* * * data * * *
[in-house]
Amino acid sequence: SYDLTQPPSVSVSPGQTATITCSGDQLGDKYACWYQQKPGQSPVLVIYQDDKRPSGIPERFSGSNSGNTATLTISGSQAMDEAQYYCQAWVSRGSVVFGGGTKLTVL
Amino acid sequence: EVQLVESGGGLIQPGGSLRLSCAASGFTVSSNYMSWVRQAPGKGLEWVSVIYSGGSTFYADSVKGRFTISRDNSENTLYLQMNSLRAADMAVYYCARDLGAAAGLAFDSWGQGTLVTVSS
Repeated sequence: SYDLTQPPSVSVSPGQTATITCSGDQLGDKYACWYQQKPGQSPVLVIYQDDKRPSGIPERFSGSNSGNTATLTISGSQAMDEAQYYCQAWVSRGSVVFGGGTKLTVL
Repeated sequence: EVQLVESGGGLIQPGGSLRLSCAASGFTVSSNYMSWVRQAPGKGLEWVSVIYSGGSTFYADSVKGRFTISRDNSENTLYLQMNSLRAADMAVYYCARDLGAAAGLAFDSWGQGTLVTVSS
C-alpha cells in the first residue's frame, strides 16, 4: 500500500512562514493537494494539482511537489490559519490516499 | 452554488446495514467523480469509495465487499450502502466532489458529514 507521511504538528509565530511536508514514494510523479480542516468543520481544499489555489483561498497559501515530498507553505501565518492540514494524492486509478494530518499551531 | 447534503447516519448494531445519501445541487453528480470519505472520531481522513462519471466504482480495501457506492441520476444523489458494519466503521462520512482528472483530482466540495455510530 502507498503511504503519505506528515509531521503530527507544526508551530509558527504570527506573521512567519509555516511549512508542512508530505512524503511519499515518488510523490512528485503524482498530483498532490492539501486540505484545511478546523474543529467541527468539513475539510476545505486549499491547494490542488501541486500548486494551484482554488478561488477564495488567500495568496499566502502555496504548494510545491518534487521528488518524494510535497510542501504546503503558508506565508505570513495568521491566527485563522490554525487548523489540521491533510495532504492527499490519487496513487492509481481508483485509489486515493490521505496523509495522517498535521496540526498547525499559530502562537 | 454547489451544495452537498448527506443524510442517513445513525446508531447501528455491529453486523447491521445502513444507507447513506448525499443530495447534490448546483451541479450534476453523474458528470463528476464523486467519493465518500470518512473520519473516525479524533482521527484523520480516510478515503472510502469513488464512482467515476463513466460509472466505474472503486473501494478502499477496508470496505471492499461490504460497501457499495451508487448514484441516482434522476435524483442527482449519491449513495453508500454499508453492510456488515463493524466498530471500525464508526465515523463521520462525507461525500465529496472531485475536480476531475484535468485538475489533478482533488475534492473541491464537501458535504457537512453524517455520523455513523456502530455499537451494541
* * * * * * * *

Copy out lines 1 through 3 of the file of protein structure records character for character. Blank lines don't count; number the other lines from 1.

[in-house]
Amino acid sequence: SYDLTQPPSVSVSPGQTATITCSGDQLGDKYACWYQQKPGQSPVLVIYQDDKRPSGIPERFSGSNSGNTATLTISGSQAMDEAQYYCQAWVSRGSVVFGGGTKLTVL
Amino acid sequence: EVQLVESGGGLIQPGGSLRLSCAASGFTVSSNYMSWVRQAPGKGLEWVSVIYSGGSTFYADSVKGRFTISRDNSENTLYLQMNSLRAADMAVYYCARDLGAAAGLAFDSWGQGTLVTVSS